Parental kidnapping, or custodial interference, is the crime of knowingly taking a child away from the person who has lawful custody. In most cases, it is a Class 5 felony in Colorado.
The line between parental kidnapping and a minor custody violation, though, is murky.
What is parental kidnapping?
CRS 18-3-304 defines parental kidnapping in Colorado. It prohibits taking or enticing a minor from the care of their legal guardian. To commit parental kidnapping, you have to know that you have no parental privilege or rights at the time.1
You can also commit parental kidnapping by violating a court order that grants someone else custody of a child.2
Taking reasonable steps to protect a child is a defense to parental kidnapping
CRS 18-3-304 specifically says that it is not parental kidnapping if you believe you are protecting the child. However, that belief has to be a reasonable one. You have to convince a jury that a reasonable person would believe they were acting to protect the child.3 This forces you to back up your belief with persuasive evidence.
What are examples of parental kidnapping?
There are some obvious instances that constitute parental kidnapping. These include:
- A father with only supervised visitation rights takes his daughter to another state and lives with her for nearly a year,4
- Parents secretly taking their children from foster homes after losing custody in a court case that had found them neglectful,5 and
- The day before a custody hearing, a father flies with his daughter to Australia with an intent to stay there.6
However, some instances of parental kidnapping are less clear. Temporary and fleeting custody mishaps can happen, like:
- A parent is late returning a child after visitation,
- A non-custodial parent takes their child on a trip out of state, but brings them back on time, or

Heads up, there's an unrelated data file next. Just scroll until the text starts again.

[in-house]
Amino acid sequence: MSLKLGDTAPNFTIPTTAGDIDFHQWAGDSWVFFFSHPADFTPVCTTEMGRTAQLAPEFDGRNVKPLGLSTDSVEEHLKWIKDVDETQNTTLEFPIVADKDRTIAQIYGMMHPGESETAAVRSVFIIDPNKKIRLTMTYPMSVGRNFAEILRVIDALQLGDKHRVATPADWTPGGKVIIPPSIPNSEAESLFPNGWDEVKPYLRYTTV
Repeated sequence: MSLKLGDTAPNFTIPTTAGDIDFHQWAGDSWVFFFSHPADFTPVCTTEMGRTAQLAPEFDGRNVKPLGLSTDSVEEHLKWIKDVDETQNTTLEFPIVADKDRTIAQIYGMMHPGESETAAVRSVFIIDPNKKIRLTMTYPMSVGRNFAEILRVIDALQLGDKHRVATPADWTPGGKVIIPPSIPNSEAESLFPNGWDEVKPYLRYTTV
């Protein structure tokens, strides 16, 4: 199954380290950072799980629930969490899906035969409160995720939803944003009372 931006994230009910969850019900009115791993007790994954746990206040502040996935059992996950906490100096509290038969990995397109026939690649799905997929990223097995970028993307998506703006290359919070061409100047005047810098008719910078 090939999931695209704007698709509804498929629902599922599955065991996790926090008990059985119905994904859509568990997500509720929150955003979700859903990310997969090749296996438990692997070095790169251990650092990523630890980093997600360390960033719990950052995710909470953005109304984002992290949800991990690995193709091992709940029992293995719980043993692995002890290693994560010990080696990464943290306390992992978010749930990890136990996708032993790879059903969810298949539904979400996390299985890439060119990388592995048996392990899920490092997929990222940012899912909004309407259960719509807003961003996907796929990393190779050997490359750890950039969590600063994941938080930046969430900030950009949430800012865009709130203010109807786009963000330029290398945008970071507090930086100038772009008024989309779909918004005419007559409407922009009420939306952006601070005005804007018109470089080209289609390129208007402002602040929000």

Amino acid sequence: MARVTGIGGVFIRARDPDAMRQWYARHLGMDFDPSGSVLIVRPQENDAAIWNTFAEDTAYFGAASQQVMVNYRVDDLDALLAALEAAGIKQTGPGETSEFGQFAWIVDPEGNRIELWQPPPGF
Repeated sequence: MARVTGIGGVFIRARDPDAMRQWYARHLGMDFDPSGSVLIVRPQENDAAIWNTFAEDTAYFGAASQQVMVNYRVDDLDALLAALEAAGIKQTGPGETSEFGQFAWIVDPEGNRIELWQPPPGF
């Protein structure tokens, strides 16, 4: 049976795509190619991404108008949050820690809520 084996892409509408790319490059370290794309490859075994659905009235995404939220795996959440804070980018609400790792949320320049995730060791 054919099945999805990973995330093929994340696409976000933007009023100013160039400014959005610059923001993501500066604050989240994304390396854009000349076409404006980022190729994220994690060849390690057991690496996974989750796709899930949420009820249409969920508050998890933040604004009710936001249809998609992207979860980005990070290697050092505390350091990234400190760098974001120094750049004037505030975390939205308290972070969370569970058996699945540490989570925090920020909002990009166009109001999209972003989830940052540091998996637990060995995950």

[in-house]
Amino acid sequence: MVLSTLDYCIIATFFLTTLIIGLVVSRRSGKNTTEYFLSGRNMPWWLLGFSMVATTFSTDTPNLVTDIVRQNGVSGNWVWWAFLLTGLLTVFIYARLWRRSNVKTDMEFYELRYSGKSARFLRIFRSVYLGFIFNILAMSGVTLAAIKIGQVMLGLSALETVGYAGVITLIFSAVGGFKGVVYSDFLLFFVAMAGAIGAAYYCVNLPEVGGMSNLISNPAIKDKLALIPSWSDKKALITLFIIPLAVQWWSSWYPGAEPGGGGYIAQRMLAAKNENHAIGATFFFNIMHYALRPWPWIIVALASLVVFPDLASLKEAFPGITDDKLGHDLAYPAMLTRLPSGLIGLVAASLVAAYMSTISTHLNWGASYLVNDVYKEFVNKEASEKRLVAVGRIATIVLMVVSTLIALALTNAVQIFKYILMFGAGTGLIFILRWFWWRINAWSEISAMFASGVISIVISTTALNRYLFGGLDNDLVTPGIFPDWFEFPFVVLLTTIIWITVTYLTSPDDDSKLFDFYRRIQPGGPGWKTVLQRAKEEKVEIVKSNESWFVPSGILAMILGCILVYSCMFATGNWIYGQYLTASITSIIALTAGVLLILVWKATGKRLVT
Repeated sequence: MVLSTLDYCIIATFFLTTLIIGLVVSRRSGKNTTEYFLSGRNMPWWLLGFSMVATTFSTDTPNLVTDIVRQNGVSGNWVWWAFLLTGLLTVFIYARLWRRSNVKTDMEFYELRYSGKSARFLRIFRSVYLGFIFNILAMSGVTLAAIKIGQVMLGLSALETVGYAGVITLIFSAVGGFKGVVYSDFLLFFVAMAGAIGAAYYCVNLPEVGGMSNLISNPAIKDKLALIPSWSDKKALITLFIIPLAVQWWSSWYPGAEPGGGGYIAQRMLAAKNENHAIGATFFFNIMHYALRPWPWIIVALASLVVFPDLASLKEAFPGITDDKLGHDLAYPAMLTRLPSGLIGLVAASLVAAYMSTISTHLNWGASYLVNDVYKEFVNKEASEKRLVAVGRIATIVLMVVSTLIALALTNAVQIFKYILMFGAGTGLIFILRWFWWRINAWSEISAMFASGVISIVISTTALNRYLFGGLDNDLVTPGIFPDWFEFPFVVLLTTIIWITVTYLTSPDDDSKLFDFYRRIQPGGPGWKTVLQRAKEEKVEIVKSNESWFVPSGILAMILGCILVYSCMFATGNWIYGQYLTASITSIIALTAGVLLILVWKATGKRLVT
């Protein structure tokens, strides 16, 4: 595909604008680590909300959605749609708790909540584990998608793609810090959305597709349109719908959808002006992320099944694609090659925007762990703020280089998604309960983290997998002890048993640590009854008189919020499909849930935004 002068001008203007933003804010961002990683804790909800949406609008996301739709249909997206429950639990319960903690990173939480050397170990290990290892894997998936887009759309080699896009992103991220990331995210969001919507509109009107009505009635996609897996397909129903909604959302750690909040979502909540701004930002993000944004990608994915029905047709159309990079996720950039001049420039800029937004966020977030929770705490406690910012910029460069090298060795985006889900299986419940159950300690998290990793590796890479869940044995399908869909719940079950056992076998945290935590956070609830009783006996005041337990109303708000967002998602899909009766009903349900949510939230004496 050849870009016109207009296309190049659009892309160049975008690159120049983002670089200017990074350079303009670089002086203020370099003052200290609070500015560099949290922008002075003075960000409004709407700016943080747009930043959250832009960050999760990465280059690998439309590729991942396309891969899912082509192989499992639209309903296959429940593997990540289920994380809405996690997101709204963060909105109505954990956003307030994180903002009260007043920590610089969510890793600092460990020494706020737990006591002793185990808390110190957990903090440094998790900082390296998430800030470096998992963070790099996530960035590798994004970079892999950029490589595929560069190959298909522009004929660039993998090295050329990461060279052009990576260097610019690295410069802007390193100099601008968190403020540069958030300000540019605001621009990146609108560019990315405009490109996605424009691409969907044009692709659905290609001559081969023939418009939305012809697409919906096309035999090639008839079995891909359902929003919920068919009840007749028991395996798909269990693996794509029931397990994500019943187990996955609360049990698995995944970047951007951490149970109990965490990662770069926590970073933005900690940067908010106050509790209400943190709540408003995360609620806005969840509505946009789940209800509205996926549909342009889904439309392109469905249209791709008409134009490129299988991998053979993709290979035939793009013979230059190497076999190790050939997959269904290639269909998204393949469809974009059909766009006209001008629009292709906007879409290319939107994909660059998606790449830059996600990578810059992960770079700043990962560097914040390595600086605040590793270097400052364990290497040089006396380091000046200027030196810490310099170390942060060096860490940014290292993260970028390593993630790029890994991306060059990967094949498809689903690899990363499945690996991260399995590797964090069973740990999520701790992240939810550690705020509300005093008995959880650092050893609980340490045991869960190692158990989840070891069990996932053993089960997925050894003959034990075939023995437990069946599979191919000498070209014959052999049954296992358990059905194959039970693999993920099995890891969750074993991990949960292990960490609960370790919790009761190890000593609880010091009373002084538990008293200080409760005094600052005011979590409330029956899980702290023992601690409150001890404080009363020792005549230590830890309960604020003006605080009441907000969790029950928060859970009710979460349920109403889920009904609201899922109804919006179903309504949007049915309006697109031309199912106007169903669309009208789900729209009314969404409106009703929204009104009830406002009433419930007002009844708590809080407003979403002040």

- A custodial parent “forgets” about your visitation rights for one week.
While these seem unlikely to amount to parental kidnapping, where the line is drawn is unclear.
Based on cases that refer to CRS 18-3-304, the following factors are important:
- How long the child is missing,
- If the child was brought out of state or out of the country,
- The apparent abductor expressed an intent to keep the child, and
- Whether the adult in custody knew where the child was.
Parents are not the only people who can commit parental kidnapping
Colorado's law does not require the actor to be the child's parent. While that is often the situation, it does not have to be.7 Non-parents and even people outside of the family can commit parental kidnapping.
What if the child is brought to a different state?
Colorado's laws concerning parental kidnapping apply even if the child is taken to another state.
There are certain federal laws that apply to these situations. One of them is the Uniform Child Custody Jurisdiction and Enforcement Act, or UCCJEA. The UCCJEA is a uniform act that has been adopted in 49 states, including Colorado. The only state that has not adopted UCCJEA is Massachusetts.
The UCCJEA sets exclusive and continuing jurisdiction for child custody issues in the child's home state. Even if a child is taken in a parental kidnapping and they go to a different state, Colorado's law will still dictate what happens.
Penalties for parental kidnapping under CRS 18-3-304
In most cases, parental kidnapping is a Class 5 felony in Colorado. Convictions carry:
- 1 to 3 years in jail, and
- At least $1,000 in fines.
If you took the child out of the country, parental kidnapping becomes a Class 4 felony. These convictions carry:
- 2 to 6 years in jail, and
- At least $2,000 in fines.
C.R.S. § 18-3-304(1).
C.R.S. § 18-3-304(2).
C.R.S. § 18-3-304(3).
See People v. Moore, 562 P.2d 749 (Colo. 1977) (26-year-old man dated a 15-year-old girl from Colorado and convinced her to come back to California with him).